Thursday, July 01, 2004

Mammalian cloning continues to pose safety concerns.

From the BBC, there's a story today about U.S. researchers from Cornell who reported to the European Fertility Conference in Berlin that mouse experiments comparing assisted reproduction techniques with cloning showed "significantly impaired development in the cloned embryos compared with those derived from more conventional ART techniques and this has made us more convinced that reproductive cloning is unsafe and should not be applied to humans." The article quotes the executive director of the European Society of Human Embryology and Reproduction: "There is absolutely general agreement that reproductive cloning should be banned. It's clear from all the available experiments that it's much too dangerous." Researchers conduct research, and technologists exploit technology, because scientific challenges exist to be conquered. For the time being, only the most reckless will attempt to clone humans for reproduction, but when the safety issues is tamed, we will have to give serious consideration to the non-safety objections to reproductive cloning that were raised by the President's Council on Bioethics.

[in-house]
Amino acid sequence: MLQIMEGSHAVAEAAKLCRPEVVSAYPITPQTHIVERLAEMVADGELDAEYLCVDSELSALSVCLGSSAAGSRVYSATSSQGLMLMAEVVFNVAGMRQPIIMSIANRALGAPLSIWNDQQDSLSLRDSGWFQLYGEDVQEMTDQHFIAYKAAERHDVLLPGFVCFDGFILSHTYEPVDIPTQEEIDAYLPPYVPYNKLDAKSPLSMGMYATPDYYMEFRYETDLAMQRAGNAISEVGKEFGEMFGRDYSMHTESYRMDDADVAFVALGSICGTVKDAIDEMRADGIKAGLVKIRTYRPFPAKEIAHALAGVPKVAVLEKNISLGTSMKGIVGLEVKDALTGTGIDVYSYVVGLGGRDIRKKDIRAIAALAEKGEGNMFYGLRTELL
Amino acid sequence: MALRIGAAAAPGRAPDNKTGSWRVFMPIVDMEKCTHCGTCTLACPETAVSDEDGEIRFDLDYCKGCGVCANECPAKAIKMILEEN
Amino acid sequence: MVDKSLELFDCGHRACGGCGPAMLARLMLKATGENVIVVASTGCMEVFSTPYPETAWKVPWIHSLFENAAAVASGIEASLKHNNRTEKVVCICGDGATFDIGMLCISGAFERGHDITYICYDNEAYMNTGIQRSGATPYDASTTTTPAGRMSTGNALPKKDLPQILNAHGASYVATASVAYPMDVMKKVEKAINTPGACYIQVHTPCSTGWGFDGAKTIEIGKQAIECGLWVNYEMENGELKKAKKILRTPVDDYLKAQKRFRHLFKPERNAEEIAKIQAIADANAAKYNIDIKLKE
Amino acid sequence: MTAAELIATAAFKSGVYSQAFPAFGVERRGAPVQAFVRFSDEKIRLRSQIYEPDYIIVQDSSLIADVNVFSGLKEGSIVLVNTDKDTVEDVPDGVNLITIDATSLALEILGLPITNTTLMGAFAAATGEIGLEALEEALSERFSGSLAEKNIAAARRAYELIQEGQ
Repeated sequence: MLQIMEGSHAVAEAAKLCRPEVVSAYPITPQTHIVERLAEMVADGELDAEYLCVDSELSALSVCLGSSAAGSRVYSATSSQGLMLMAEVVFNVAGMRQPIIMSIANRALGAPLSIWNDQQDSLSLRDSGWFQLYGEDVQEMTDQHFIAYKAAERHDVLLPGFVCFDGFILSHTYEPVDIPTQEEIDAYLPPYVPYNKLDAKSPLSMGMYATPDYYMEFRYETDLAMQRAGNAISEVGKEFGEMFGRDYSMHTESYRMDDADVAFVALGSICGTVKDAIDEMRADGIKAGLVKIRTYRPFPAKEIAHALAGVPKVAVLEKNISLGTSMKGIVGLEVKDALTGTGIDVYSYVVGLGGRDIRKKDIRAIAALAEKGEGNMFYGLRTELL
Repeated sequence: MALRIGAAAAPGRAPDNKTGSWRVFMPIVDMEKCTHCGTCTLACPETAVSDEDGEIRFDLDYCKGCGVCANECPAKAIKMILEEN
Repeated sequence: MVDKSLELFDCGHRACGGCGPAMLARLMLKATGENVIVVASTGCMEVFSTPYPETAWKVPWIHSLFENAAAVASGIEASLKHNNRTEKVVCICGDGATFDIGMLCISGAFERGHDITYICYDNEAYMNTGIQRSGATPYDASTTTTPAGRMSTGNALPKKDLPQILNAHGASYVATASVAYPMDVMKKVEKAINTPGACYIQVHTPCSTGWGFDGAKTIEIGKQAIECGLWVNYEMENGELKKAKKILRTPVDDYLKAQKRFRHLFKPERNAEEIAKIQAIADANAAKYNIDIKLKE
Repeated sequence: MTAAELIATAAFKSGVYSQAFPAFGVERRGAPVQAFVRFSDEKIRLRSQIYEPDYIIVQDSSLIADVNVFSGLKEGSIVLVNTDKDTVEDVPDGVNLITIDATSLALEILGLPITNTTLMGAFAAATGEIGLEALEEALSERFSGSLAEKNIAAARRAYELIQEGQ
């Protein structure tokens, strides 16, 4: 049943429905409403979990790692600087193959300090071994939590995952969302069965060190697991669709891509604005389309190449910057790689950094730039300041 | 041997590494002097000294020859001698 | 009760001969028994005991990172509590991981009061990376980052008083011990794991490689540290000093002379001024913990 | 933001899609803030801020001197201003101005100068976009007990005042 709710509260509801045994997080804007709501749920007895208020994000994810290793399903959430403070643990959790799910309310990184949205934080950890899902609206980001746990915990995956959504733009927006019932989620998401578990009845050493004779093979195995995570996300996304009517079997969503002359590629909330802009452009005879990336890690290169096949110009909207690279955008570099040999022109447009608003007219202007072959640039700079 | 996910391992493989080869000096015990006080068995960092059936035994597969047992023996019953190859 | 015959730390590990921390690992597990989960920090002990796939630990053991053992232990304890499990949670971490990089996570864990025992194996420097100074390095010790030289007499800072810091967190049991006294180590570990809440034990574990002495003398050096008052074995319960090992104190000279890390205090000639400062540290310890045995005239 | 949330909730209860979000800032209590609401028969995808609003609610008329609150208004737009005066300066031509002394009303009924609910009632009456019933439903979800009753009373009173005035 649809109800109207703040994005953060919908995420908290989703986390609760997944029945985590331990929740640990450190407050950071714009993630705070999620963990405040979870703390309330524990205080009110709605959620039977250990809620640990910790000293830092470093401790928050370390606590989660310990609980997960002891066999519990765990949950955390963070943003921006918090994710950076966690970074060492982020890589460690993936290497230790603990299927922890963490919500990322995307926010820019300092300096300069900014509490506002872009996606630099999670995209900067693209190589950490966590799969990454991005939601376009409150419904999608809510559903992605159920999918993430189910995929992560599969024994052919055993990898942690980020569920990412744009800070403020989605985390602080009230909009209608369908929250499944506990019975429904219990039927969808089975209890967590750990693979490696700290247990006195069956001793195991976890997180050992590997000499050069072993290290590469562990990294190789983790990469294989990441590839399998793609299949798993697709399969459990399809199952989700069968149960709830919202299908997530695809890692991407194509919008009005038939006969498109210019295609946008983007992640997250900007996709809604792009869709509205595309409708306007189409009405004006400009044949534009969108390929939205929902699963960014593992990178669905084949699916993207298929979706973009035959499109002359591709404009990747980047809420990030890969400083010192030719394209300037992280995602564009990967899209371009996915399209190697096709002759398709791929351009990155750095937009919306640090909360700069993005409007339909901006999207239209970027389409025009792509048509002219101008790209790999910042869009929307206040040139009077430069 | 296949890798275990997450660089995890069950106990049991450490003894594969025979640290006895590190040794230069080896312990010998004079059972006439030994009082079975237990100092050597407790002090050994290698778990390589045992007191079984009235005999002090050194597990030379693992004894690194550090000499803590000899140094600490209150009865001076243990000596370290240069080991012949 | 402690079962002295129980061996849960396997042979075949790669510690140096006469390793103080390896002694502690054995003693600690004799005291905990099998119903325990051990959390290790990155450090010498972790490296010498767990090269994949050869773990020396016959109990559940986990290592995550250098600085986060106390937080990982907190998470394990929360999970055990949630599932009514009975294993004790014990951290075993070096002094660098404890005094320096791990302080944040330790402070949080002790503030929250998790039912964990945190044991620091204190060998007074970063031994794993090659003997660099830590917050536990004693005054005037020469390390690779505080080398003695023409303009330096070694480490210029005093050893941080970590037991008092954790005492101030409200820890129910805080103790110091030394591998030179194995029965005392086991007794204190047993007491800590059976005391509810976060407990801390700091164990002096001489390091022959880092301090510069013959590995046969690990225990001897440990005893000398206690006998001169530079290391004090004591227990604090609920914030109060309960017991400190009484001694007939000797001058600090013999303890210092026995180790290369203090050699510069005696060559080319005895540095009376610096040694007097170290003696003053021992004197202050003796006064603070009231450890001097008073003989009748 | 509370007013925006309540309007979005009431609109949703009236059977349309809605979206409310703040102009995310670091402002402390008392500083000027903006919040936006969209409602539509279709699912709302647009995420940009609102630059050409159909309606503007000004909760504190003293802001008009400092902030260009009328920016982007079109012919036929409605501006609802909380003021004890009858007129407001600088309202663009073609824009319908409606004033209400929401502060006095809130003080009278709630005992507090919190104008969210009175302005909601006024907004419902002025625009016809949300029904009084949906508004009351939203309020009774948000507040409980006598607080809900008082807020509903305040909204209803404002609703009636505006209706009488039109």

posted by tommayo, 10:42 AM

Health care law (including public health law, medical ethics, and life sciences), with digressions into constitutional law, poetry, and other things that matter